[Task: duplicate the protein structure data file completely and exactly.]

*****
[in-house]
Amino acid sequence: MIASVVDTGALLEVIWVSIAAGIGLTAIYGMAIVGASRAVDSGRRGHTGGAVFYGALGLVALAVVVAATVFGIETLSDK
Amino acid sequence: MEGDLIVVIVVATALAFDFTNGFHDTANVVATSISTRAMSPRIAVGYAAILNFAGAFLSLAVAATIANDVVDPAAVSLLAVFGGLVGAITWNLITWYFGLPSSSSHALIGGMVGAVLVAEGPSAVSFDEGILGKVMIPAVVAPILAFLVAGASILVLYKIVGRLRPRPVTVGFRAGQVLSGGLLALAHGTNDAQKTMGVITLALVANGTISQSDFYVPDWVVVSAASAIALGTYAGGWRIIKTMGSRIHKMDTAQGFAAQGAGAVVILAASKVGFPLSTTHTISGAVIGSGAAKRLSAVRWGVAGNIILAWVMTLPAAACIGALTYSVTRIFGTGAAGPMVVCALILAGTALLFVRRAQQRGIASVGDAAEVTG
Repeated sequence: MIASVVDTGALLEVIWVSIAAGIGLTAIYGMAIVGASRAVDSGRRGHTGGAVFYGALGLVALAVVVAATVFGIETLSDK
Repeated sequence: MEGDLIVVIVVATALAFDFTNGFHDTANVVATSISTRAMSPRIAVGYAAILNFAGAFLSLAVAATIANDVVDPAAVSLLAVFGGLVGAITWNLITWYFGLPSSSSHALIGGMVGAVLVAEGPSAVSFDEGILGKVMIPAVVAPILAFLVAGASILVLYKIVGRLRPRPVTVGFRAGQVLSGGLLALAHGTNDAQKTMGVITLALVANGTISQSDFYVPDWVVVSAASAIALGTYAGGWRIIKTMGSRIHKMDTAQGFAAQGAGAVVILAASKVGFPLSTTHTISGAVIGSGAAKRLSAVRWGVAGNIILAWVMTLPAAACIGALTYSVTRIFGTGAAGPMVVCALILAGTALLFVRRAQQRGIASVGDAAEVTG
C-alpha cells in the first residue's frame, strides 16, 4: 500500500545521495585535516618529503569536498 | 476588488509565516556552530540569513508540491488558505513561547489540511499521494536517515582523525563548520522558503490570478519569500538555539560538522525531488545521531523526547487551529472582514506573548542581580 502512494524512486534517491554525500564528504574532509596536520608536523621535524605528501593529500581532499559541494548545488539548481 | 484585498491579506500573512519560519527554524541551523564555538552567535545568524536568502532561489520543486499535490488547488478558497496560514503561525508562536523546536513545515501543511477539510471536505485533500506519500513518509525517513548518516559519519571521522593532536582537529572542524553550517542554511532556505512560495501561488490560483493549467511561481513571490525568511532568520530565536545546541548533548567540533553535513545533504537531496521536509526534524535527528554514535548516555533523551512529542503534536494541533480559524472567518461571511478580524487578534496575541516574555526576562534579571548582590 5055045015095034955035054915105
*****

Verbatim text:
[in-house]
Amino acid sequence: MIASVVDTGALLEVIWVSIAAGIGLTAIYGMAIVGASRAVDSGRRGHTGGAVFYGALGLVALAVVVAATVFGIETLSDK
Amino acid sequence: MEGDLIVVIVVATALAFDFTNGFHDTANVVATSISTRAMSPRIAVGYAAILNFAGAFLSLAVAATIANDVVDPAAVSLLAVFGGLVGAITWNLITWYFGLPSSSSHALIGGMVGAVLVAEGPSAVSFDEGILGKVMIPAVVAPILAFLVAGASILVLYKIVGRLRPRPVTVGFRAGQVLSGGLLALAHGTNDAQKTMGVITLALVANGTISQSDFYVPDWVVVSAASAIALGTYAGGWRIIKTMGSRIHKMDTAQGFAAQGAGAVVILAASKVGFPLSTTHTISGAVIGSGAAKRLSAVRWGVAGNIILAWVMTLPAAACIGALTYSVTRIFGTGAAGPMVVCALILAGTALLFVRRAQQRGIASVGDAAEVTG
Repeated sequence: MIASVVDTGALLEVIWVSIAAGIGLTAIYGMAIVGASRAVDSGRRGHTGGAVFYGALGLVALAVVVAATVFGIETLSDK
Repeated sequence: MEGDLIVVIVVATALAFDFTNGFHDTANVVATSISTRAMSPRIAVGYAAILNFAGAFLSLAVAATIANDVVDPAAVSLLAVFGGLVGAITWNLITWYFGLPSSSSHALIGGMVGAVLVAEGPSAVSFDEGILGKVMIPAVVAPILAFLVAGASILVLYKIVGRLRPRPVTVGFRAGQVLSGGLLALAHGTNDAQKTMGVITLALVANGTISQSDFYVPDWVVVSAASAIALGTYAGGWRIIKTMGSRIHKMDTAQGFAAQGAGAVVILAASKVGFPLSTTHTISGAVIGSGAAKRLSAVRWGVAGNIILAWVMTLPAAACIGALTYSVTRIFGTGAAGPMVVCALILAGTALLFVRRAQQRGIASVGDAAEVTG
C-alpha cells in the first residue's frame, strides 16, 4: 500500500545521495585535516618529503569536498 | 476588488509565516556552530540569513508540491488558505513561547489540511499521494536517515582523525563548520522558503490570478519569500538555539560538522525531488545521531523526547487551529472582514506573548542581580 502512494524512486534517491554525500564528504574532509596536520608536523621535524605528501593529500581532499559541494548545488539548481 | 484585498491579506500573512519560519527554524541551523564555538552567535545568524536568502532561489520543486499535490488547488478558497496560514503561525508562536523546536513545515501543511477539510471536505485533500506519500513518509525517513548518516559519519571521522593532536582537529572542524553550517542554511532556505512560495501561488490560483493549467511561481513571490525568511532568520530565536545546541548533548567540533553535513545533504537531496521536509526534524535527528554514535548516555533523551512529542503534536494541533480559524472567518461571511478580524487578534496575541516574555526576562534579571548582590 5055045015095034955035054915105